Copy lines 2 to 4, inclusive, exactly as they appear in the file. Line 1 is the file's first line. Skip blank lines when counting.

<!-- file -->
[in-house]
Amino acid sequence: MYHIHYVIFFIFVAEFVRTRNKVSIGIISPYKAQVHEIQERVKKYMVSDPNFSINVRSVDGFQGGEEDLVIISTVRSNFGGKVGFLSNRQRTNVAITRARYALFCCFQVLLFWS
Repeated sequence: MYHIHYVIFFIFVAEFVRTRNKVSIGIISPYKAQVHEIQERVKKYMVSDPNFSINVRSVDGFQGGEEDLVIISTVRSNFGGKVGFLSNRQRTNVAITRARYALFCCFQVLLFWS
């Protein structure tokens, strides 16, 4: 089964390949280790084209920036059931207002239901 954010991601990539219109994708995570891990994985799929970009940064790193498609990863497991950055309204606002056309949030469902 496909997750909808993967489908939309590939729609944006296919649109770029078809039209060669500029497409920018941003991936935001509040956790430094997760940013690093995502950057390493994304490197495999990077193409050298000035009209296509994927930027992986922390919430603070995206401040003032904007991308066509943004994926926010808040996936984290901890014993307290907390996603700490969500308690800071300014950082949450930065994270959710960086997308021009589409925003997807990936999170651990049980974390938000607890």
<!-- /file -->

Amino acid sequence: MYHIHYVIFFIFVAEFVRTRNKVSIGIISPYKAQVHEIQERVKKYMVSDPNFSINVRSVDGFQGGEEDLVIISTVRSNFGGKVGFLSNRQRTNVAITRARYALFCCFQVLLFWS
Repeated sequence: MYHIHYVIFFIFVAEFVRTRNKVSIGIISPYKAQVHEIQERVKKYMVSDPNFSINVRSVDGFQGGEEDLVIISTVRSNFGGKVGFLSNRQRTNVAITRARYALFCCFQVLLFWS
């Protein structure tokens, strides 16, 4: 089964390949280790084209920036059931207002239901 954010991601990539219109994708995570891990994985799929970009940064790193498609990863497991950055309204606002056309949030469902 496909997750909808993967489908939309590939729609944006296919649109770029078809039209060669500029497409920018941003991936935001509040956790430094997760940013690093995502950057390493994304490197495999990077193409050298000035009209296509994927930027992986922390919430603070995206401040003032904007991308066509943004994926926010808040996936984290901890014993307290907390996603700490969500308690800071300014950082949450930065994270959710960086997308021009589409925003997807990936999170651990049980974390938000607890």